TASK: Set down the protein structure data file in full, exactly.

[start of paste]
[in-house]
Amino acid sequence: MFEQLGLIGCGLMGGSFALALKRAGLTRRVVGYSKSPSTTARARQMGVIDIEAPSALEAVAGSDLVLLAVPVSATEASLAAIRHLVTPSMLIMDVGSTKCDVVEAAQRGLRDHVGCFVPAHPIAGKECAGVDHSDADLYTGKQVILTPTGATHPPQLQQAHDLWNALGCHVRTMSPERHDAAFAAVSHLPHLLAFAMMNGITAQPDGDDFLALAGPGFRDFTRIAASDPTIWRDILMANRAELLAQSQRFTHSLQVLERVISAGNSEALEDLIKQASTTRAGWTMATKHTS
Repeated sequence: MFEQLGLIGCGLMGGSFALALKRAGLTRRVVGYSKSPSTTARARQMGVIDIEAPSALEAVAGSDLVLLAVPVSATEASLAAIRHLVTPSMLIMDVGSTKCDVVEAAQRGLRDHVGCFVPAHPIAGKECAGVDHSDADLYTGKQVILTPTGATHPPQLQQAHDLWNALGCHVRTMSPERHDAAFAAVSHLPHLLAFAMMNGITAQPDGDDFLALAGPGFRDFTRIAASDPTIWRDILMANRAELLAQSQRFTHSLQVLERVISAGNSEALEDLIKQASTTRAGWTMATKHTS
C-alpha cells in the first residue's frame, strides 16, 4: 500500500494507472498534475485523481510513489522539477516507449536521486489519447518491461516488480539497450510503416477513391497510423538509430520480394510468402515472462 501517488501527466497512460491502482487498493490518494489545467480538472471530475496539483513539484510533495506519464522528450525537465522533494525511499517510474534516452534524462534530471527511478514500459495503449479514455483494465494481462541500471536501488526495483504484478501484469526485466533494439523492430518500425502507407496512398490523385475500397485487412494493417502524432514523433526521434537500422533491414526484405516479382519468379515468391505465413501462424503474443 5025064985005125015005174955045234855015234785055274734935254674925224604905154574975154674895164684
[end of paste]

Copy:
[in-house]
Amino acid sequence: MFEQLGLIGCGLMGGSFALALKRAGLTRRVVGYSKSPSTTARARQMGVIDIEAPSALEAVAGSDLVLLAVPVSATEASLAAIRHLVTPSMLIMDVGSTKCDVVEAAQRGLRDHVGCFVPAHPIAGKECAGVDHSDADLYTGKQVILTPTGATHPPQLQQAHDLWNALGCHVRTMSPERHDAAFAAVSHLPHLLAFAMMNGITAQPDGDDFLALAGPGFRDFTRIAASDPTIWRDILMANRAELLAQSQRFTHSLQVLERVISAGNSEALEDLIKQASTTRAGWTMATKHTS
Repeated sequence: MFEQLGLIGCGLMGGSFALALKRAGLTRRVVGYSKSPSTTARARQMGVIDIEAPSALEAVAGSDLVLLAVPVSATEASLAAIRHLVTPSMLIMDVGSTKCDVVEAAQRGLRDHVGCFVPAHPIAGKECAGVDHSDADLYTGKQVILTPTGATHPPQLQQAHDLWNALGCHVRTMSPERHDAAFAAVSHLPHLLAFAMMNGITAQPDGDDFLALAGPGFRDFTRIAASDPTIWRDILMANRAELLAQSQRFTHSLQVLERVISAGNSEALEDLIKQASTTRAGWTMATKHTS
C-alpha cells in the first residue's frame, strides 16, 4: 500500500494507472498534475485523481510513489522539477516507449536521486489519447518491461516488480539497450510503416477513391497510423538509430520480394510468402515472462 501517488501527466497512460491502482487498493490518494489545467480538472471530475496539483513539484510533495506519464522528450525537465522533494525511499517510474534516452534524462534530471527511478514500459495503449479514455483494465494481462541500471536501488526495483504484478501484469526485466533494439523492430518500425502507407496512398490523385475500397485487412494493417502524432514523433526521434537500422533491414526484405516479382519468379515468391505465413501462424503474443 5025064985005125015005174955045234855015234785055274734935254674925224604905154574975154674895164684